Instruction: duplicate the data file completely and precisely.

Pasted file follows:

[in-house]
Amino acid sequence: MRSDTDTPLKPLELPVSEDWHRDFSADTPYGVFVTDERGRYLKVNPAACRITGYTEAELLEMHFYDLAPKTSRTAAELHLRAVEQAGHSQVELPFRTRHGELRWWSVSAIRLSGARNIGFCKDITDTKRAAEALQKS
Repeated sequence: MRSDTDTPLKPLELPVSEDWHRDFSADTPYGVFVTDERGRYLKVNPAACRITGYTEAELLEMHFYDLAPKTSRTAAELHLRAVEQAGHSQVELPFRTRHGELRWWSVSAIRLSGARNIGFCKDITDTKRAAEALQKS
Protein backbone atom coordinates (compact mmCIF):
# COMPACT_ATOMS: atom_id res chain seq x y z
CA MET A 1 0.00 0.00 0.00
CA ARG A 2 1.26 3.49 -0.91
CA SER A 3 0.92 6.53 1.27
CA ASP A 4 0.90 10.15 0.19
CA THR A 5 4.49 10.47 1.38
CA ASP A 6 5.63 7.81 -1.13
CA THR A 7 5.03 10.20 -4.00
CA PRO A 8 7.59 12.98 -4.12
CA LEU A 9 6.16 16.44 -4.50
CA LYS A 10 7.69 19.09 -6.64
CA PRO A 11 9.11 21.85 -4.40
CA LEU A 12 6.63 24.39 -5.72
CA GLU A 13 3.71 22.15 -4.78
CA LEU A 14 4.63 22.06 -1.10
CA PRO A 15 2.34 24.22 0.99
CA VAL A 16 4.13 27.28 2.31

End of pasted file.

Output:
[in-house]
Amino acid sequence: MRSDTDTPLKPLELPVSEDWHRDFSADTPYGVFVTDERGRYLKVNPAACRITGYTEAELLEMHFYDLAPKTSRTAAELHLRAVEQAGHSQVELPFRTRHGELRWWSVSAIRLSGARNIGFCKDITDTKRAAEALQKS
Repeated sequence: MRSDTDTPLKPLELPVSEDWHRDFSADTPYGVFVTDERGRYLKVNPAACRITGYTEAELLEMHFYDLAPKTSRTAAELHLRAVEQAGHSQVELPFRTRHGELRWWSVSAIRLSGARNIGFCKDITDTKRAAEALQKS
Protein backbone atom coordinates (compact mmCIF):
# COMPACT_ATOMS: atom_id res chain seq x y z
CA MET A 1 0.00 0.00 0.00
CA ARG A 2 1.26 3.49 -0.91
CA SER A 3 0.92 6.53 1.27
CA ASP A 4 0.90 10.15 0.19
CA THR A 5 4.49 10.47 1.38
CA ASP A 6 5.63 7.81 -1.13
CA THR A 7 5.03 10.20 -4.00
CA PRO A 8 7.59 12.98 -4.12
CA LEU A 9 6.16 16.44 -4.50
CA LYS A 10 7.69 19.09 -6.64
CA PRO A 11 9.11 21.85 -4.40
CA LEU A 12 6.63 24.39 -5.72
CA GLU A 13 3.71 22.15 -4.78
CA LEU A 14 4.63 22.06 -1.10
CA PRO A 15 2.34 24.22 0.99
CA VAL A 16 4.13 27.28 2.31